It begins, of all places, at the supermarket.
(Truthfully, it begins before then, caught somewhere between when he dropped that first down payment on matching rings and danced a drunken flamenco with the most beautiful person in the room. But Yuuri’s historically unobservant, and Victor’s astonishingly closed-off for a man who wears his heart so fashionably on his sleeve, so yes. It begins at the supermarket.)
Two years and counting and Yuuri can almost successfully navigate the corner stop nearby. He’s near fluent in Russian, of course. Can carry on dinner party conversations without Victor stepping in every five minutes to translate or steal Yuuri away. He still does the latter sometimes anyway, because it’s Victor, who acts like a lost puppy when Yuuri leaves his side for too long and clings mournfully to Yuuri with all four limbs when he stumbles out of bed in the mornings.
Unfamiliar brands with unintelligibly tiny cyrillic labels, however, are a different story.
So they grocery shop together, Yuuri scowling down at Victor’s chicken scrawl handwriting and Victor pushing the cart, a gentle hand at his husband’s back as he guides him forward. There’s a sort of fluidity to it, like there is with most things they do. You can take a skater off the ice, and all that.
Or, at least, that’s normally how it goes, when Yuuri’s husband isn’t too busy cooing at Random Baby Number Eight.
“Victor,” Yuuri says, watching helplessly as his husband chats with a fellow shopper in Russian. His gestures are wide an animated, words too fast for Yuuri to understand anything beyond baby baby baby. “Victor.”
Victor stops mid-sentence, looks over at Yuuri with a breathtaking smile. Yuuri tries his best not to grin in return. He should know better by now.
“Sorry,” Victor says in English, sounding not very sorry at all. He turns back to the one-year-old seated in the cart. “He’s just so cute. Look at those cheeks.”
His cheeks are pretty adorable.
“Victor,” he says again, this time around a soft laugh. “If we stop and say hello to every baby in St. Petersburg, Makkachin will starve.”
“Makkachin’s a smart boy.” Victor waves at the mother and son and sulks back over to Yuuri’s side. “He’d figure it out.”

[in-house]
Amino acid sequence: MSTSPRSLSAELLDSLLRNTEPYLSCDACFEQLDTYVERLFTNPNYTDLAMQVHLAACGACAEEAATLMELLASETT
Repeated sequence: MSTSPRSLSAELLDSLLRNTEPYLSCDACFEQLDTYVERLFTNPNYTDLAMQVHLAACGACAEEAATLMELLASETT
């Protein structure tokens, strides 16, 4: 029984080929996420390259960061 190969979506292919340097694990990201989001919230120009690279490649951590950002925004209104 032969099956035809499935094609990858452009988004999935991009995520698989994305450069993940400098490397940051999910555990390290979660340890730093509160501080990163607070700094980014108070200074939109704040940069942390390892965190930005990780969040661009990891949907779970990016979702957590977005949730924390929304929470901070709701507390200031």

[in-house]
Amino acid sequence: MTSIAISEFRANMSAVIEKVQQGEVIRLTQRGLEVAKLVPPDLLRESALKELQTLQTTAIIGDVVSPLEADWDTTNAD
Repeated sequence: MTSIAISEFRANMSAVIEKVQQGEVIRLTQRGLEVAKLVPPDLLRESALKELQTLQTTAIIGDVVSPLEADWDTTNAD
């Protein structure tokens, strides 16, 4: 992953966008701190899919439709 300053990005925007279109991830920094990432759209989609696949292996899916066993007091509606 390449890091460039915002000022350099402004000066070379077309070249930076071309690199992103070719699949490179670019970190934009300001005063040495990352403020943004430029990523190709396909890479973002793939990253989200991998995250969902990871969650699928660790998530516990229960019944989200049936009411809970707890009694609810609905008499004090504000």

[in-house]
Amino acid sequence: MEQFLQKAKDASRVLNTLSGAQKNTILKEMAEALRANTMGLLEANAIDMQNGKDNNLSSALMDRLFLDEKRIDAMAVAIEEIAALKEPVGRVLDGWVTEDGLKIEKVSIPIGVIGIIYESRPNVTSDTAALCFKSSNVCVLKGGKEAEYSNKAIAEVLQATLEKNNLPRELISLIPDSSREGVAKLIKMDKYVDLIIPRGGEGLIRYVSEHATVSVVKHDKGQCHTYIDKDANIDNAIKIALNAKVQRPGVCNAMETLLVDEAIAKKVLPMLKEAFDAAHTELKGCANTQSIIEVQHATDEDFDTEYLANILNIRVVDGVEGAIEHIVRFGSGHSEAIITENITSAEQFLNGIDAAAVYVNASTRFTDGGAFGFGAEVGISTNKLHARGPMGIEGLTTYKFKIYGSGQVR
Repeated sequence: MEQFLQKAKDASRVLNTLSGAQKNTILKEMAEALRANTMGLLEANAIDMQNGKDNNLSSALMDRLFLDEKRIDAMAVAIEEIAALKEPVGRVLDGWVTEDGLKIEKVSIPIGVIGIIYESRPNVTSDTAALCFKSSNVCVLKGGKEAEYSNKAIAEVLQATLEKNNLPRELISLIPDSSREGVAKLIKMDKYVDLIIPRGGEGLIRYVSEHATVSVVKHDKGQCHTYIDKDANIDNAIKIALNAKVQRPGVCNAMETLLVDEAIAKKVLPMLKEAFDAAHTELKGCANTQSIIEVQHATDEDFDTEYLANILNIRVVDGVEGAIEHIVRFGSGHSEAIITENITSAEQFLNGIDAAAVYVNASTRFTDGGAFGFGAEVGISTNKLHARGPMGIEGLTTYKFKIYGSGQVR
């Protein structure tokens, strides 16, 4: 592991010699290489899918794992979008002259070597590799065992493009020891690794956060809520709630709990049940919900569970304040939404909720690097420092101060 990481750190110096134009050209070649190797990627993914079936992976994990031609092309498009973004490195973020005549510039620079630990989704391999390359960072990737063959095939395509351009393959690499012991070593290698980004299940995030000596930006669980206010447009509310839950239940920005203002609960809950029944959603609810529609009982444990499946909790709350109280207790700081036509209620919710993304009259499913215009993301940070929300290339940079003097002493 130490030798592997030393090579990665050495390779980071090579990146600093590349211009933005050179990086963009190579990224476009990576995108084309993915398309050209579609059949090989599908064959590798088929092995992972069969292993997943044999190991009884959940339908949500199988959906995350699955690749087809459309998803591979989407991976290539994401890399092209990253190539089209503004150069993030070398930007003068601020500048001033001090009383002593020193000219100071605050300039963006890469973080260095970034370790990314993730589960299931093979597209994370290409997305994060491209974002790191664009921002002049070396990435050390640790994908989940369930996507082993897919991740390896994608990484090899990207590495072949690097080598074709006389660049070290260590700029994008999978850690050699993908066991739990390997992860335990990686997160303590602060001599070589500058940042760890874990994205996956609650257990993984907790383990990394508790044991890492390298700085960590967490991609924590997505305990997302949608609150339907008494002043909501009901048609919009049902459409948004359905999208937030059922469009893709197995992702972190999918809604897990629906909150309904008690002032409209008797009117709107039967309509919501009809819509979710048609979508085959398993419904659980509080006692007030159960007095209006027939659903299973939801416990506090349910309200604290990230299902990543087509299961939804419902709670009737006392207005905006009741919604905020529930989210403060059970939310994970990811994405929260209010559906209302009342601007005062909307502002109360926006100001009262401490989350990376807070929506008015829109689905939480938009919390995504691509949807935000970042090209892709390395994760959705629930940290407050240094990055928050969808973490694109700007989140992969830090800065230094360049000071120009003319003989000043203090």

Yuuri thinks of the countless times he’s seen the poodle chasing its own tail, barking at its reflection in the window, growling at the vacuum cleaner. He hums his doubt. Victor lets out an affronted huff, frowning even as he dips down to press a kiss to Yuuri’s cheek.
“He takes after his father like that,” Victor murmurs against his skin, lips drifting toward his ear. Yuuri pulls away with a shiver. Slaps Victor’s hand, which has someone found its way into his back pocket.
“Stop that,” he says, flushed. Victor squeezes, and Yuuri jerks. “Victor.”
Victor withdraws the hand and raises it innocently beside his head. He doesn’t step back, though, and Yuuri doesn’t make him. When it comes to Victor, he’s learned to accept that some causes are hopeless.
“My Yuuri is so mean to me,” Victor says with a pout.
Yuuri rolls his eyes. “Your Yuuri is trying to finish up so we can leave.” He gives Victor a meaningful look. “I’m sure by then I’ll have thought of a way to make it up to you.”
Victor stares at Yuuri for a moment, then promptly dumps half the shelf’s contents into their cart with a swipe of his arm.
He doesn’t think about it for a while. It’s a quirk, one of Victor’s many. Victor likes drinking himself under a table. Victor likes draping Yuuri in his clothes. Victor likes talking to babies at grocery stores.
Victor likes stalking their fellow competitors on Instagram.
Yuuri's eyes flutter open, and the first thing he sees is Victor wrapped around him, head pillowed on Yuuri’s chest. When Yuuri yawns, the mess of silver hair bobs with it like a buoy. It’s a sight that leaves him inexplicably warm, from the tips of his ears to his sock-covered toes.
“Who?” Yuuri asks, rubbing the sleep out of his eyes. Instead of responding, Victor simply shoves his phone in Yuuri’s face. Yuuri ignores it as best he can, blindly fumbling for his glasses on the nightstand. It takes him a few tries, but he slips them on, squinting. He catches a glance of the screen and frowns. “Why are you following JJ?”
Victor just sighs and says, “Yuuri, pregnant,” like that’s supposed to mean anything to him at all. He pushes the phone closer and closer until Yuuri snatches it from his grip.